ByAbby Bakke, writer at Creators.co

I had the pleasure of seeing The Water Diviner, which also happens to be Russell Crowe's directorial debut. Now, because I have not read the book (shame, shame...I know) I am reviewing this strictly through the artistic medium of film! The Water Diviner is set in Australia in 1915 and is about a farmer, named Joshua Connor, who travels to Turkey in search of his three sons (Edward, Henry and Art) who served in the ANZACS and went missing during the Battle of Gallipoli.

As a farmer in a dry, dusty Australian terrain, Connor is used to digging deep holes to retrieve water in the midst of draught. The film introduces Connor's character, relentlessly digging a hole in search of water. Connor has seemingly been distracting himself from his son's fate with his farming but is driven to find his sons after his wife, distraught with years of grief, commits suicide.

He travels to Turkey, on his way to where his sons went missing, where a little boy named Orhan, persuades him to come stay in his family's charming hotel. Orhan's mother, Ayshe (Olga Kurylenko) helps run the hotel and is wary and standoffish towards Connor when she learns he is Australian (there is still friction between the Turkish and Australians at this time) and she has lost her husband in the war. Along the way he also encounters a high-ranking member of the Turkish military, Major Hasan (Yilmaz Erdogan), as well as other members of the ANZACS, Lieutenant Colonel Hughes (Jai Courtney) who take pity on him and help him along the way. "He is the only father who came looking" Major Hasan offers to Colonel Hughes.

Technical stuff: For his directorial debut, I thought Crowe did a good job. I will say that, though I don't know the budget of the film, it had a small budget feel to it. The scenes involving a sandstorm and a fire on a set of railroad tracks definitely looked computer generated (especially the fire). Look, I know you can't create a real-life sandstorm with a couple of fans and some dirt...I'm just saying it was a tad distracting.

A special mention to the beautiful cinematography. It. Was. Beautiful. From the rich, reds of the dusty Australian landscape to the lush jewel tones and architectural shots in the Turkish cities, it was dazzling. Apparently, Russell Crowe (or his editor?) LOVES closeups...some of them lasted a bit long, but that's ok, lots of emotion to show...

Performances: The performances were also good. Crowe's Connor is definitely a character plagued with the heavy emotional and psychological sorrow of his son's absence and his wife's suicide. And though this is revealed through Crowe's performance, I do think we could have seen more opportunities for his inner struggle to come out.

Jai Courtney as Lt. Colonel Hughes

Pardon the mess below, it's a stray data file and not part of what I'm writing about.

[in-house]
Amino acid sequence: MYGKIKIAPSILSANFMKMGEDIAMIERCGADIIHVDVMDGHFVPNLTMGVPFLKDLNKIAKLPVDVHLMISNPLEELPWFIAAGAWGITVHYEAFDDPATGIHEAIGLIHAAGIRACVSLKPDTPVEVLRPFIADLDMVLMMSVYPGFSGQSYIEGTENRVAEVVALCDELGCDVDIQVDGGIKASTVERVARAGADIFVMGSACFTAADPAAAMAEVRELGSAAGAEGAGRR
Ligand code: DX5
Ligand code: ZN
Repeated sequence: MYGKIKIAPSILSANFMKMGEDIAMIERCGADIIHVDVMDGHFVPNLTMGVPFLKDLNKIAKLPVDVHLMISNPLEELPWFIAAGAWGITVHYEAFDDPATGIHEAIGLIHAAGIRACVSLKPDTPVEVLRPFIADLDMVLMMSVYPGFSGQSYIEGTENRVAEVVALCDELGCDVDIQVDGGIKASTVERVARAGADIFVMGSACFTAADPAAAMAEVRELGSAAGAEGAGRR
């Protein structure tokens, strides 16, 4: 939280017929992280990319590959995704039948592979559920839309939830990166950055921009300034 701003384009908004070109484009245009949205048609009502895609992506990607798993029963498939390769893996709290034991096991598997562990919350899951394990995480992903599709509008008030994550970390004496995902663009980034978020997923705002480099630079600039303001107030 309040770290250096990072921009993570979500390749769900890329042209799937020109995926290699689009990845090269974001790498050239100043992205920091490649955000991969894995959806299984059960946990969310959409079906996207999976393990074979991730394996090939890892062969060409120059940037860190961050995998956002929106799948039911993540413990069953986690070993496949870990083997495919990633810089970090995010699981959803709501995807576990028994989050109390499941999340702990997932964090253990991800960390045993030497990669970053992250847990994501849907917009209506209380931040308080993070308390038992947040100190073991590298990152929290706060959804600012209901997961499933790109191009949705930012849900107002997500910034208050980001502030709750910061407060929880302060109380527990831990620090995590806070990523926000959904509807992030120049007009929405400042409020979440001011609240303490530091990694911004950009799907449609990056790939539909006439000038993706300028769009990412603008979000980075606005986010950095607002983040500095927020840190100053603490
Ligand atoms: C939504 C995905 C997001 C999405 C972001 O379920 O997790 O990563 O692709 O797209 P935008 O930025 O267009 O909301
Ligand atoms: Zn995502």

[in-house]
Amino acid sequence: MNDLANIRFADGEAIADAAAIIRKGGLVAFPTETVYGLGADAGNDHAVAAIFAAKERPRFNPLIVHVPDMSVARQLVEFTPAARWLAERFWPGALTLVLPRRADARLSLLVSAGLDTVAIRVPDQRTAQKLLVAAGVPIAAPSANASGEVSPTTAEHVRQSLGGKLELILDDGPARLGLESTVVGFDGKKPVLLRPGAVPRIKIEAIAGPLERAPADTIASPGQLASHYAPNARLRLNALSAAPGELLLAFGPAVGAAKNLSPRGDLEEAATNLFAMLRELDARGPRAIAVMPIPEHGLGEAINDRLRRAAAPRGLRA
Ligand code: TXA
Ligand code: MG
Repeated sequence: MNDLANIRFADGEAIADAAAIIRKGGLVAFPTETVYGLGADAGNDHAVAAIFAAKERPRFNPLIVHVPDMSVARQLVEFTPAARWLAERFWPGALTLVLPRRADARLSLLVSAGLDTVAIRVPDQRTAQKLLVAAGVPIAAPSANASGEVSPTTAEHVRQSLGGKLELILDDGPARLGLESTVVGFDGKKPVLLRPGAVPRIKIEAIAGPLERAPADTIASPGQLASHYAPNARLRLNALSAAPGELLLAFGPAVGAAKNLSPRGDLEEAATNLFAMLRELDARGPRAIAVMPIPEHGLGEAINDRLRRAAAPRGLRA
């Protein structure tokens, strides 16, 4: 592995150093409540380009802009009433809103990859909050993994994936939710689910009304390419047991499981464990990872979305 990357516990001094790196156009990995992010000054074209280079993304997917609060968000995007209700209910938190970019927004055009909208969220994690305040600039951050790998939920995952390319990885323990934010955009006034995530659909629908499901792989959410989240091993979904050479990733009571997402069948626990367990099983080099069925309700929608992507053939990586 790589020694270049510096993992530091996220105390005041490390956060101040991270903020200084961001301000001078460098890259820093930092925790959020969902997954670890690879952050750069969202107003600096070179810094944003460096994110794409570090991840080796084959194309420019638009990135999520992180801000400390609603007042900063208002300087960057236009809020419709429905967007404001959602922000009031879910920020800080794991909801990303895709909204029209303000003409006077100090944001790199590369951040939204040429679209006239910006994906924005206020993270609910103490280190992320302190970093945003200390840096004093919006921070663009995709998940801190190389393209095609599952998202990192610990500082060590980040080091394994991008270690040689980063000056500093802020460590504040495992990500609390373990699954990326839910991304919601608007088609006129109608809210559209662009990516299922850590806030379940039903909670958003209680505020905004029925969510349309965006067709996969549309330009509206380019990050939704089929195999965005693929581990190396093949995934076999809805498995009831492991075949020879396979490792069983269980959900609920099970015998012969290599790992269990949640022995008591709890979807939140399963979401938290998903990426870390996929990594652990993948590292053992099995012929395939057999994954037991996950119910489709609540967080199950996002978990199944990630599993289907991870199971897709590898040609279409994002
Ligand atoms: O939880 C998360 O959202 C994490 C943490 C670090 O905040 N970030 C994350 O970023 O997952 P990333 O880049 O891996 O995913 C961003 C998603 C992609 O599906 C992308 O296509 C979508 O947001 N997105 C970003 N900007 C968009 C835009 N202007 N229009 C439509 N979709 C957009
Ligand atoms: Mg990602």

Jai Courtney as Lt. Colonel Hughes

Crowe's Connor was wary of the Turkish at first (especially Major Hasan) but as time passes, he and Major Hassan actually develop a sort of friendship, so Connor did have a decent character arc. Also, it was great to see Jai Courtney in a "good guy" role (his mustache definitely deserved its own end credit) and though Courtney's Lt. Hughes tried to get rid of Connor at first, he takes pity on him and lets him search with the ANZACS, so his character also had a bit of an arc, which is nice.

Connor and Major Hasan (Yilmaz Erdogan)
Connor and Major Hasan (Yilmaz Erdogan)

Major Themes: A dedicated father searching for his missing sons to either: 1. hopefully find them alive or 2. at least take their bones home to be buried with their mother, is deeply moving. Connor is naturally a persistent, committed man. His introductory scene in digging for water during a draught is symbolic of the same dedication he has for finding his lost sons after they have been missing for so long. Connor lets no obstacle keep him from searching and he is clearly motivated by his love for his sons; the father/son relationship is a unique one that is not often showcased in films, so for that I give it a solid thumbs up. In reminiscing about his sons, the tender bond shown between them as brothers is also very touching.

Along with the friendship that forms between Connor and Major Hasan, Ayshe and Connor also discover that, though they come from two different cultures (two countries picking up the pieces of the war between them) they have both lost what they loved and they are both broken people. As they begin to understand this, a romance blossoms. Now, I'm not a huge fan of the romance that forms between the two only because I don't agree with tossing in a romance to try and make a film more interesting or widely appealing (ironically, as in real life, if you have to force a romance, it's probably not going to work out) but it was nice to see a romantic relationship based on a seemingly deeper connection. All that to say, through his relationships with Major Hasan and Ayshe, The Water Diviner reveals that former enemies can reconcile, and even become friends and that we can find common ground to help our fellow man. Other themes could be explored, but this would get way too long and turn into Valium in readable form...

The three sons: Henry, Art and Edward
The three sons: Henry, Art and Edward

Brass Tacks: Though it did not meet all of its expectations, I definitely enjoyed the film for its cinematography and the deep, undying, paternal love showcased by Connor. Bring your tissues though...some scenes sure are tough. To first time Director Russell Crowe, I say good job.

Have you seen it? How do you think Russ did?

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